Good morning from a very rainy England.
Today, my thoughts are straying longingly to Hawaii. No surprise given that the guest post is written by Violetta Vane and Heidi Belleau, authors of 'Hawaiian Gothic', which was released this week by Loose Id. I am blown away by these authors who really are a much-needed breath of fresh air for the M/M genre so I was more than happy to offer them my blog as part of their Hawaiian Gothic blog tour.
If you haven't read any of their work, I suggest you do so...now!
Hawaiian Pidgin - Language of the Heart
“Today my teacher said we got to learn ‘proper’ English, so we can study things like math and science. Ho, man! Kids got plenty angry. Everybody yelling. “How we going talk to parents widdout Pidgin? Pidgin same as English.’”
She played with her fork, slightly embarrassed. “I raised my hand and said Pidgin is not the same as English. It’s not an inferior kind of English. It’s a different language from English. Like French, or Spanish. Like Hawaiian Mother Tongue...”
(House of Many Gods by Kiana Davenport, p. 52)
English is a pretty amazing language, when you think about it: a strange hybrid bastard beast of a language that now thrives all over the world in thousands of forms, all unique to the people who speak it and the places they come from. And it’s changing and evolving every single day.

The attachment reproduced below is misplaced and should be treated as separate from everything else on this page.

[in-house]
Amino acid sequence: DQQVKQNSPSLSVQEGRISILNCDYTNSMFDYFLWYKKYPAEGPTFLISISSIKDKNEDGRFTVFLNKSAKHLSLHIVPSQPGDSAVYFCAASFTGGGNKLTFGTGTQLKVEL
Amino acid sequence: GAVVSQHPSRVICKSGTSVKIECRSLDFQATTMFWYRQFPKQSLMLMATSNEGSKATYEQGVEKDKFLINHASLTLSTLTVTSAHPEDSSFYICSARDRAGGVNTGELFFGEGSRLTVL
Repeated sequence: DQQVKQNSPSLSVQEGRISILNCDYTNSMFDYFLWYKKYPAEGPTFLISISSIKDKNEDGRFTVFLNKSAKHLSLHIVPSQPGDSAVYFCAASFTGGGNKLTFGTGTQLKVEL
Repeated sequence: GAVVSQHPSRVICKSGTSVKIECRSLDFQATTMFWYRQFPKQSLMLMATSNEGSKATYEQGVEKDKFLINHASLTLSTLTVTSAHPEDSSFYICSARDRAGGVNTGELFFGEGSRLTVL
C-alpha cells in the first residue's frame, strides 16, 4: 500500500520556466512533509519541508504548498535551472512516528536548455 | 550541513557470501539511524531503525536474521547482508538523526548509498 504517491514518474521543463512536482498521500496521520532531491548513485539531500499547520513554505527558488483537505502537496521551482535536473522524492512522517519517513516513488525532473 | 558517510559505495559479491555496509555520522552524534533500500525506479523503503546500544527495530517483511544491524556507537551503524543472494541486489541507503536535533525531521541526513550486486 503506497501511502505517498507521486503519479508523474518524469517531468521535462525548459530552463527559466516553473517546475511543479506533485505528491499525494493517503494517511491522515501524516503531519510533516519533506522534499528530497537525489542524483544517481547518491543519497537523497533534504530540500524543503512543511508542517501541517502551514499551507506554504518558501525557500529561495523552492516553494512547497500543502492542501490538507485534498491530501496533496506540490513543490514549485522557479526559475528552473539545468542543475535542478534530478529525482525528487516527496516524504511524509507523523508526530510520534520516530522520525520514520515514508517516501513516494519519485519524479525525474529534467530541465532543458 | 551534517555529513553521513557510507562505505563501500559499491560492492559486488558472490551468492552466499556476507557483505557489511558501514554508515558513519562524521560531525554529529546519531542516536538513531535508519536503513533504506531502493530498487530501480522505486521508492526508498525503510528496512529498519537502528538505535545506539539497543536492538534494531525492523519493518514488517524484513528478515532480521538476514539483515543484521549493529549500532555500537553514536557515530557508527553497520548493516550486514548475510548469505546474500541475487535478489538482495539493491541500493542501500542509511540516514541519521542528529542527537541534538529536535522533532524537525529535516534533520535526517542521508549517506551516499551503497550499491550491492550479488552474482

It’s more than just accents that set one form of English apart from another: it’s grammatical constructions and even vocabulary. Sometimes these divisions happen along race lines, ethnic lines, lines of class and country. Sometimes these differences are celebrated (think our love for Hugh Jackman’s Aussie accent!), and sometimes (especially when a particular dialect is associated with poor non-white people) they’re denigrated. What’s merely different and what’s “incorrect”? Some of us are told not to speak our own particular version of English. Some of us voluntarily leave it behind in order to assimilate or hide our origins.
In Hawaii, the language of Pidgin developed on the plantations as workers struggled to speak to other across their many language barriers. There were native Hawaiians, Portuguese, Chinese, Japanese, Filipinos. The non-Hawaiians had come across vast oceans, leaving everything behind to start a new life on the island, prepared to spend the best years of their lives as indentured workers doing backbreaking labor so that their children would have a better chance in life. And these children lived together, played together, worked together, and invented a common tongue in the process.
So today, if you go to Hawaii, you might talk to people whose heritage, let’s say, is 100% ethnic Japanese, but their family hasn’t spoken Japanese for four generations. Their languages are English and pidgin. They can switch between the two easily, like Ana in Kiana Davenport’s House of the Gods, but pidgin is closest to their hearts. Watch the people in this introduction smile when they talk about that...